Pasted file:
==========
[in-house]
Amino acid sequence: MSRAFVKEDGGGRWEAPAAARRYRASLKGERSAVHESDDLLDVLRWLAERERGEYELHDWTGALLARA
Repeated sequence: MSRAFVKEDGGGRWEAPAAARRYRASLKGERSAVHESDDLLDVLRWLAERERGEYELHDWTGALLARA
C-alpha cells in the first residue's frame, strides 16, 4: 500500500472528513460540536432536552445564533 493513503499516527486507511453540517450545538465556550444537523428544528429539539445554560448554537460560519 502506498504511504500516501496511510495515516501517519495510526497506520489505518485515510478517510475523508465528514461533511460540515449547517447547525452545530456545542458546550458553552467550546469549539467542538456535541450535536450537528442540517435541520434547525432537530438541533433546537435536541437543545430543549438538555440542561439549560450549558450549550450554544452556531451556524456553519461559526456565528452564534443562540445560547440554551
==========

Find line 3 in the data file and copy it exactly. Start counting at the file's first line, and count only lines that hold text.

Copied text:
Repeated sequence: MSRAFVKEDGGGRWEAPAAARRYRASLKGERSAVHESDDLLDVLRWLAERERGEYELHDWTGALLARA